I'm developing a modular game in Unity 5.6. Each module has very little overlap in assets with the others. I'm concerned about having a bloated repository after a few months of development, and since I'm using Bitbucket (a free account) I'm limited in my repo size, but not in my number of repos. So instead of having one huge folder for my game I'm considering having a launcher project and scene that loads builds from a folder in /Assets. Each module would be its own project, and I would just drop its build into the launcher's folder.

My question is, is this a reasonable approach to building a highly modular game? Hopefully I'll be continuing development for quite a while, and I want to make sure the project is as lightweight and extendable as possible. Or am I overthinking this, and should I just use one big repo?

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    \$\begingroup\$ It sounds very awkward - I think it would end up being far more awkward than you'd anticipate. As modular as they are, you'll still end up with some often-used core code that is shared between all projects, and you don't want to create a synchronisation nightmare. If you must host your version control online, I'd consider paying a little to a provider (or hosting your own GitLab server on DigitalOcean for $5/mo.) for version control. Then seperate your modules with scenes, folders and namespaces. \$\endgroup\$ Jun 8, 2017 at 23:45
  • \$\begingroup\$ I'd concur with Steve Harding that this sounds like a very cumbersome way to work, but there's no fundamental barrier preventing you from doing it. As a result I think this question likely falls into a matter of opinion, of whether saving a bit of money on repo space is worth the complications it introduces into your project (not least of which being that your finished game will contain a complete copy of the Unity runtime for each and every module, bloating the total download size) \$\endgroup\$
    – DMGregory
    Jun 9, 2017 at 22:30
  • \$\begingroup\$ It's a very bad idea to complicate things for the sake of Bitbucket unless it's absolutely essential. Just use a different git host. Personally, I use Gitlab. Servers are a bit slower than github or bitbucket but of the 3 it's the only one that allows free, unlimited public and private repos. Most of the time you will work from your local repo anyway so the server latency is not a big deal if ur solo or small team. As to modular design in Unity, I'd go with plugins, like Dan mentioned. If x-plat though, you need to build a plugin for each. Could get messy if you have very many. \$\endgroup\$ Jun 10, 2017 at 0:42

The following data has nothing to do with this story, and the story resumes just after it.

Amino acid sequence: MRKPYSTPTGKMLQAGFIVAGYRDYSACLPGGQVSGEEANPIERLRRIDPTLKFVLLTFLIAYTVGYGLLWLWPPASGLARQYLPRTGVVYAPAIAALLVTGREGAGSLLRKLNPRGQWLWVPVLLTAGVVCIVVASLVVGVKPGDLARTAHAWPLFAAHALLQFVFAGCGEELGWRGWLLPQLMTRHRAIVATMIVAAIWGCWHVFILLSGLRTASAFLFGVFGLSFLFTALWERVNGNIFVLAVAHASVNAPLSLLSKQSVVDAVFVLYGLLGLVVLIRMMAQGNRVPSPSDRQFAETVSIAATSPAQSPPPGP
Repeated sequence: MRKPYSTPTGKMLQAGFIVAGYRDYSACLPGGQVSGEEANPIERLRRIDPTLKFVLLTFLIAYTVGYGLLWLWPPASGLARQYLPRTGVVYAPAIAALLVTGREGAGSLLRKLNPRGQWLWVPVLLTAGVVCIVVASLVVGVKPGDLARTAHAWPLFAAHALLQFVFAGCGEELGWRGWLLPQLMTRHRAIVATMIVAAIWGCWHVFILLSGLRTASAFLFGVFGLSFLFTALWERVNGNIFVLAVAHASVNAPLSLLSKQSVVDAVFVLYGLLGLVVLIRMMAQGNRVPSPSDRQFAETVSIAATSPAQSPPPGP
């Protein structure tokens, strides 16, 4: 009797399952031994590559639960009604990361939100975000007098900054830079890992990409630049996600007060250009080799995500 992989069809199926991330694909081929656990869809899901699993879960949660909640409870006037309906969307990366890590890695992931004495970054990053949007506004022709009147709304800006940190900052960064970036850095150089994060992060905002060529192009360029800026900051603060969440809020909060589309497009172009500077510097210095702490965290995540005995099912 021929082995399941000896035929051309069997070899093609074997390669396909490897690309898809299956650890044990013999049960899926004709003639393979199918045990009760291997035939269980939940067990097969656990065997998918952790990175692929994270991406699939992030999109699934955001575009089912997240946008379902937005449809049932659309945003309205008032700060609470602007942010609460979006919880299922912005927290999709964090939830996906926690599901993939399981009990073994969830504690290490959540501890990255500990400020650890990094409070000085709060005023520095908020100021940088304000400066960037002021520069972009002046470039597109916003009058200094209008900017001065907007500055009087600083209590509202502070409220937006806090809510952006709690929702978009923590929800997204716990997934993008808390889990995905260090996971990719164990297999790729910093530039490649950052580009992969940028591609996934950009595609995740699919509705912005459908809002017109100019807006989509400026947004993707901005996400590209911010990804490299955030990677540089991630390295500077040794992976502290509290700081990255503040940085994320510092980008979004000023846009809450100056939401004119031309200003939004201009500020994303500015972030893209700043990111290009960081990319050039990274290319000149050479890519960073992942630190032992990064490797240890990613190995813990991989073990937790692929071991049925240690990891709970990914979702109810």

• \$\begingroup\$ Overthinking it. Use GitLab. \$\endgroup\$
    – House
    Jun 13, 2017 at 17:45

2 Answers 2


This is not an uncommon pattern when it comes to procedural games, who load assets as they are needed (which in their cases might be never). Under this system you'd load your assets in chunks via Unity's Resource Loader, which allows unity assets to be loaded via a runtime command. This can hurt performance, but can help you manage packages of assets separately .

Other Techniques to consider:

1) Consider leaving all unmodified third party assets outside of source control and simply maintain a text file listing what they are. This means not having to spend repo space on assets already being maintained by the asset store and avoids issues if you accidentally provide a third party asset publicly.

2) Consider using the more advanced AssetBundle system which allows you to load assets as packages. Then each project could just maintain it's own package.

3) There are several books on Unity Game Optimization that cover, amongst other things, file size and identifying unneeded assets. I hesitate to make a direct recommendation, but I have a book from PacktPub that helped me address several asset size issues.


I haven't experimented with this yet, but you can write plugins for Unity.

Doc/Manual link: https://docs.unity3d.com/Manual/PluginsForDesktop.html

Video tutorial: https://unity3d.com/learn/tutorials/topics/scripting/writing-plugins

In regards to an architecture, look into Dependency injection and Events/Event Managers. Aside from that I can't say I've seen any specific implementation of this.


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